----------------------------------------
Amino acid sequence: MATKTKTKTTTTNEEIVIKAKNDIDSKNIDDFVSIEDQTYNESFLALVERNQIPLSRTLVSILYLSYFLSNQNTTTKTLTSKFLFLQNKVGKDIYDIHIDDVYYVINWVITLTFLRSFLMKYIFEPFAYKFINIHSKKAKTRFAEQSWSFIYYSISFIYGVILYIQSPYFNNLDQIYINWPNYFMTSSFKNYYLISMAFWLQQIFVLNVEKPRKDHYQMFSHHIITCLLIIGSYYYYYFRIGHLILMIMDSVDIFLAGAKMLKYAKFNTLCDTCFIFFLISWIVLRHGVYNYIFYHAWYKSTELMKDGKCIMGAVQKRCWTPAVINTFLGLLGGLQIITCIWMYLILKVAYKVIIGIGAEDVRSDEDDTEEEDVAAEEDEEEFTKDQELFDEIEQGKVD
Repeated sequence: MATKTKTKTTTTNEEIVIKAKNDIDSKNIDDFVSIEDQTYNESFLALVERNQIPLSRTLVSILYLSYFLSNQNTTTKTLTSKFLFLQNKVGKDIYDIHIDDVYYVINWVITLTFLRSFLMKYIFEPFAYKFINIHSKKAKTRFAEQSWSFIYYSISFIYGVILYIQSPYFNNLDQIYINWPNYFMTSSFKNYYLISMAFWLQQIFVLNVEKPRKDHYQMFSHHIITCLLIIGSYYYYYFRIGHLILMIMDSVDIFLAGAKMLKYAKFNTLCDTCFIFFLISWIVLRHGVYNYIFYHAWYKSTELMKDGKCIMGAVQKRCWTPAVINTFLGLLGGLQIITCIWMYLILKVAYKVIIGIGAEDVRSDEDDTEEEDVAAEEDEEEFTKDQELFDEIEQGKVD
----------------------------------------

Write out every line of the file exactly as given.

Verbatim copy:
Amino acid sequence: MATKTKTKTTTTNEEIVIKAKNDIDSKNIDDFVSIEDQTYNESFLALVERNQIPLSRTLVSILYLSYFLSNQNTTTKTLTSKFLFLQNKVGKDIYDIHIDDVYYVINWVITLTFLRSFLMKYIFEPFAYKFINIHSKKAKTRFAEQSWSFIYYSISFIYGVILYIQSPYFNNLDQIYINWPNYFMTSSFKNYYLISMAFWLQQIFVLNVEKPRKDHYQMFSHHIITCLLIIGSYYYYYFRIGHLILMIMDSVDIFLAGAKMLKYAKFNTLCDTCFIFFLISWIVLRHGVYNYIFYHAWYKSTELMKDGKCIMGAVQKRCWTPAVINTFLGLLGGLQIITCIWMYLILKVAYKVIIGIGAEDVRSDEDDTEEEDVAAEEDEEEFTKDQELFDEIEQGKVD
Repeated sequence: MATKTKTKTTTTNEEIVIKAKNDIDSKNIDDFVSIEDQTYNESFLALVERNQIPLSRTLVSILYLSYFLSNQNTTTKTLTSKFLFLQNKVGKDIYDIHIDDVYYVINWVITLTFLRSFLMKYIFEPFAYKFINIHSKKAKTRFAEQSWSFIYYSISFIYGVILYIQSPYFNNLDQIYINWPNYFMTSSFKNYYLISMAFWLQQIFVLNVEKPRKDHYQMFSHHIITCLLIIGSYYYYYFRIGHLILMIMDSVDIFLAGAKMLKYAKFNTLCDTCFIFFLISWIVLRHGVYNYIFYHAWYKSTELMKDGKCIMGAVQKRCWTPAVINTFLGLLGGLQIITCIWMYLILKVAYKVIIGIGAEDVRSDEDDTEEEDVAAEEDEEEFTKDQELFDEIEQGKVD